Narcissism Checklist: Am I a Narcissist?

If you have been in a relationship with a narcissist or are the adult child of narcissistic parents, your biggest fear may be discovering that you, too, may have some narcissistic traits. The key characteristics of narcissism are a lack of empathy and the inability to give unconditional love; if you can be empathetic with others or can give unconditional love-you are not a narcissist. Narcissism is a “spectrum disorder”, that is, it is on a continuum and we all have some traits along that continuum.  You may have narcissistic traits at the lower end of that spectrum and you would be considered confident and emotionally healthy with good self esteem.  The more traits along the spectrum that you have, however, the more difficulties you will experience in your relationships.  For example, you might have difficulty in the give-and-take relationship with others or the ability to tune in to your children’s emotional needs.

If you wonder about yourself and where you fall on the continuum, read the following checklist and see how it applies to you.  The following is adapted from the nine narcissistic traits listed in the DSM-IV (Diagnostic and Statistical Manual of Mental Disorders-fourth edition).

Am I a Narcissist?

  • Do I exaggerate my accomplishments and say I have done things I haven’t really done?  Do I act (feel) more important than others?
  • Am I unrealistic about my thoughts and desires regarding love, beauty, success, and intelligence?  Do I seek power in these things?
  • Do I believe that I am so special and unique that only the very best institutions and the highest academic professionals could possibly understand me?
  • Do I have an excessive need to be admired all the time?
  • Do I have a sense of entitlement and expect to be treated differently, and with more status, than others?
  • Do I exploit others to get what I want or need?
  • Do I lack empathy and rarely see what others are feeling or needing?  Can I put myself in other people’s shoes? Can I show empathy? Do I feel genuine empathy- not simply feigning concern and attention towards others in order to gain “supply” (such as approval, praise, recognition or favors)?  Do I truly feel others pain?  If I am empathetic I will seek to help others- not from a position of wanting to feed my ego- but because I truly would like to make a difference. This could include a wide range of activities like charity, volunteering, simply helping friends or people in the community in need, or sitting with your child and truly listening with your focus being on your son or daughter- without making it about yourself.  Genuine empathy is having concern for others without having an agenda for you.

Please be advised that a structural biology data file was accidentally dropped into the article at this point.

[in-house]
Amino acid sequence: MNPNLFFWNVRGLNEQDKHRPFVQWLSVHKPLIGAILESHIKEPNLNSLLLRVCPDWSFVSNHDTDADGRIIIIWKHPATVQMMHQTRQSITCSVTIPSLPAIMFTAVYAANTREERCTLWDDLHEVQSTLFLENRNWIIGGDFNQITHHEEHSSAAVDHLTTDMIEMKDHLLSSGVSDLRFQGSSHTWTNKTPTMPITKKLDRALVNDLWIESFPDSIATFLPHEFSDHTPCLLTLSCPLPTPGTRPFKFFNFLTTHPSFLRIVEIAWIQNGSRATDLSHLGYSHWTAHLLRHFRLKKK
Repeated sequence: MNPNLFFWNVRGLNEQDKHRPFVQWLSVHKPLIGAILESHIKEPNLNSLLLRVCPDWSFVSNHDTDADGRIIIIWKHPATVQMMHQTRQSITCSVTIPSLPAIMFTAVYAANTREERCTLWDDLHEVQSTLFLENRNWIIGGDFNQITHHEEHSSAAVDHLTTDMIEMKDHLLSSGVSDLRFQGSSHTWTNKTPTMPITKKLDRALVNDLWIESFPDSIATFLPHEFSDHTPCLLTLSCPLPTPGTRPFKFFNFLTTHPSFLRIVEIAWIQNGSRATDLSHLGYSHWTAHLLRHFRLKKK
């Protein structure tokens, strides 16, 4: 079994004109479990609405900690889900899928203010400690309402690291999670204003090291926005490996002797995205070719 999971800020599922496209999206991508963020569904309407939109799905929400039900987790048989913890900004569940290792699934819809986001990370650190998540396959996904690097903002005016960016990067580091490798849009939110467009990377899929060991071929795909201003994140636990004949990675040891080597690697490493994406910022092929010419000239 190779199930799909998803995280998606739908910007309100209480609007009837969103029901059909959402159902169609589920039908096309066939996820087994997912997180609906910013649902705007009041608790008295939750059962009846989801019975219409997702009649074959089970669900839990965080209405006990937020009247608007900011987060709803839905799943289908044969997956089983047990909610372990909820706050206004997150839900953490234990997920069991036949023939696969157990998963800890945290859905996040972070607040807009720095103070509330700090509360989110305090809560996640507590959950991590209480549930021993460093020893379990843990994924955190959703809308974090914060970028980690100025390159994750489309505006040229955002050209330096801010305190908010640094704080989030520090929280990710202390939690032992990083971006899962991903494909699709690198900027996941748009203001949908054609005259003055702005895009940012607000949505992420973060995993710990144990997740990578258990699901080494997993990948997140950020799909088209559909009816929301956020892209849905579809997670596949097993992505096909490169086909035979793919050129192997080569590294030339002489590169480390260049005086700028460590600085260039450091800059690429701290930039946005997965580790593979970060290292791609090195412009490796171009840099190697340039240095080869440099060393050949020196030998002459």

• Am I jealous and competitive with others or unreasonably think that others are jealous of me?
  • Am I a haughty person who acts arrogant and superior to my friends, colleagues, and family?

If you exhibit one or two of these characteristics you probably are a confident person with “healthy narcissism”.  Five or more of these traits are necessary to be diagnosed with Narcisstic Personality Disorder (NPD) which is at the upper end of the spectrum.

Diagnostic Criteria for NPD

Pathological narcissism or NPD is a lifelong pattern of traits and behaviors which suggest obsession with ones’ self to the exclusion of all others, and the egotistic and ruthless pursuit of one’s own gratification, dominance and ambition.  This is very distinct from ‘healthy narcissism’ which we all possess; pathological narcissism is maladaptive, persistent, causes significant distress and functional impairment. To meet the diagnosis of a personality disorder, the person’s problematic behaviors must appear in two or more of the following areas:

  • Perception and interpretation of the self and other people
  • Intensity and duration of feelings and their appropriateness to situations
  •  Relationships with others
  • Ability to control impulses

There are nine traits listed in the DSM-IV that distinguish a narcissistic personality. In general, narcissism is characterized by a pervasive pattern of grandiosity” in fantasy or behavior”, need for admiration, and lack of empathy, beginning by early adulthood and present in a variety of contexts. It is indicated by five (or more) of the following:

  1. Has a grandiose sense of self-importance ( e.g., exaggerates achievements and talents, expects to be recognized as superior without commensurate achievements)
  2. Is preoccupied with fantasies of unlimited success, power, brilliance, beauty, or ideal love
  3. Believes that he or she is “special” and unique and can only be understood by, or should associate with, other special or high-status people  (or institutions)
  4. Requires excessive admiration